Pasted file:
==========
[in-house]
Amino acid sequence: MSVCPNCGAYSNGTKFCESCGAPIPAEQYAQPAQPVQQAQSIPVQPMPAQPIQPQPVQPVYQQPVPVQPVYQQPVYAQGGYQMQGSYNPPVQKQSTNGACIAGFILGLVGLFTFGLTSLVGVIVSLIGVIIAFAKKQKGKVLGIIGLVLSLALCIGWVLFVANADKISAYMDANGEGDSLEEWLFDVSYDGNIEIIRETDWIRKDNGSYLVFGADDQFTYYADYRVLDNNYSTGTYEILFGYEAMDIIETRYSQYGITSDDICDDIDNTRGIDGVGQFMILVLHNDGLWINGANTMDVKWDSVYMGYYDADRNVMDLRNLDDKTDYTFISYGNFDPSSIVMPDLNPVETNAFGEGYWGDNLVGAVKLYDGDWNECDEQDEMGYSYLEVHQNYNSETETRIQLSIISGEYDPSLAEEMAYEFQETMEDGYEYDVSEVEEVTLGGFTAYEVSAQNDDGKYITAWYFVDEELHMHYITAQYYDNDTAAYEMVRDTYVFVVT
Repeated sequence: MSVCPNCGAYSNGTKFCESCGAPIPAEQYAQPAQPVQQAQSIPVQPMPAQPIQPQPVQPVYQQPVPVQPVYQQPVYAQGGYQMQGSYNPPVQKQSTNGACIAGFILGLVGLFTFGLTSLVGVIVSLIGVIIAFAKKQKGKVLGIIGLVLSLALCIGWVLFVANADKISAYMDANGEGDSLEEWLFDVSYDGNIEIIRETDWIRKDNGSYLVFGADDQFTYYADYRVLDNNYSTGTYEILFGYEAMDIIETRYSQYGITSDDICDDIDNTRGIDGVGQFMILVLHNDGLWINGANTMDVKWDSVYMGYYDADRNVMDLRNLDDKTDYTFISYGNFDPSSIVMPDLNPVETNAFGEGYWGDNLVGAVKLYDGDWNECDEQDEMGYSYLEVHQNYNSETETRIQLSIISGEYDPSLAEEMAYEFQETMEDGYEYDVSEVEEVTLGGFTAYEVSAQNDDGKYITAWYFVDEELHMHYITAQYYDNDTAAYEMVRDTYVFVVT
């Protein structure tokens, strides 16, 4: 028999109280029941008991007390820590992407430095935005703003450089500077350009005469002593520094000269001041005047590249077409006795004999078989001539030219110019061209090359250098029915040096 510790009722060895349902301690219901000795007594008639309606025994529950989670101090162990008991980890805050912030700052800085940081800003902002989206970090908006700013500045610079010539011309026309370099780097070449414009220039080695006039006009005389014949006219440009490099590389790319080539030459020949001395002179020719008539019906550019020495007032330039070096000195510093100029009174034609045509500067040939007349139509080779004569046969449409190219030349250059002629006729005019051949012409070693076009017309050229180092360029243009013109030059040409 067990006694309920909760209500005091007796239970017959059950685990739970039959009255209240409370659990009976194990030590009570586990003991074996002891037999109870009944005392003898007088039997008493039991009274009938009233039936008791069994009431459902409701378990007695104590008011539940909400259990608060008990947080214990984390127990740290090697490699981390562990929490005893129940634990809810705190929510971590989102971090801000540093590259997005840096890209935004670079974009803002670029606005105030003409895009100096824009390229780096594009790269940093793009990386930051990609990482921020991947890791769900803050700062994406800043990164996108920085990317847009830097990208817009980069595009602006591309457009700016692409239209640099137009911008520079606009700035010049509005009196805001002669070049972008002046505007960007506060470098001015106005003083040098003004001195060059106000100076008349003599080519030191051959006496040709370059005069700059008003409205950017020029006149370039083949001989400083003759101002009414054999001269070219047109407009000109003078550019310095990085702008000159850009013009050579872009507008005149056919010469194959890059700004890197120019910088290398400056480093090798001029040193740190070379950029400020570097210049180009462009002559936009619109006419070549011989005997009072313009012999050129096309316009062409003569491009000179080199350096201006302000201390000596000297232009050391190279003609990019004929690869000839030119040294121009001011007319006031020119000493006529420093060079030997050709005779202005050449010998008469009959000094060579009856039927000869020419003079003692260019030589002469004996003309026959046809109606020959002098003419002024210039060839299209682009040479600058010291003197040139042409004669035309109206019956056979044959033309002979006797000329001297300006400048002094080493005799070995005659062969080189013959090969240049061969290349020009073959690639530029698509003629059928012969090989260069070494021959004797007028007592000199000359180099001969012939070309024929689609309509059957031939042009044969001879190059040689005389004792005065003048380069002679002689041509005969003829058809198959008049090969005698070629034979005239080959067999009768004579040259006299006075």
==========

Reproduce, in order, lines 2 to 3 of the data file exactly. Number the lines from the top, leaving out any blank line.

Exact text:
Amino acid sequence: MSVCPNCGAYSNGTKFCESCGAPIPAEQYAQPAQPVQQAQSIPVQPMPAQPIQPQPVQPVYQQPVPVQPVYQQPVYAQGGYQMQGSYNPPVQKQSTNGACIAGFILGLVGLFTFGLTSLVGVIVSLIGVIIAFAKKQKGKVLGIIGLVLSLALCIGWVLFVANADKISAYMDANGEGDSLEEWLFDVSYDGNIEIIRETDWIRKDNGSYLVFGADDQFTYYADYRVLDNNYSTGTYEILFGYEAMDIIETRYSQYGITSDDICDDIDNTRGIDGVGQFMILVLHNDGLWINGANTMDVKWDSVYMGYYDADRNVMDLRNLDDKTDYTFISYGNFDPSSIVMPDLNPVETNAFGEGYWGDNLVGAVKLYDGDWNECDEQDEMGYSYLEVHQNYNSETETRIQLSIISGEYDPSLAEEMAYEFQETMEDGYEYDVSEVEEVTLGGFTAYEVSAQNDDGKYITAWYFVDEELHMHYITAQYYDNDTAAYEMVRDTYVFVVT
Repeated sequence: MSVCPNCGAYSNGTKFCESCGAPIPAEQYAQPAQPVQQAQSIPVQPMPAQPIQPQPVQPVYQQPVPVQPVYQQPVYAQGGYQMQGSYNPPVQKQSTNGACIAGFILGLVGLFTFGLTSLVGVIVSLIGVIIAFAKKQKGKVLGIIGLVLSLALCIGWVLFVANADKISAYMDANGEGDSLEEWLFDVSYDGNIEIIRETDWIRKDNGSYLVFGADDQFTYYADYRVLDNNYSTGTYEILFGYEAMDIIETRYSQYGITSDDICDDIDNTRGIDGVGQFMILVLHNDGLWINGANTMDVKWDSVYMGYYDADRNVMDLRNLDDKTDYTFISYGNFDPSSIVMPDLNPVETNAFGEGYWGDNLVGAVKLYDGDWNECDEQDEMGYSYLEVHQNYNSETETRIQLSIISGEYDPSLAEEMAYEFQETMEDGYEYDVSEVEEVTLGGFTAYEVSAQNDDGKYITAWYFVDEELHMHYITAQYYDNDTAAYEMVRDTYVFVVT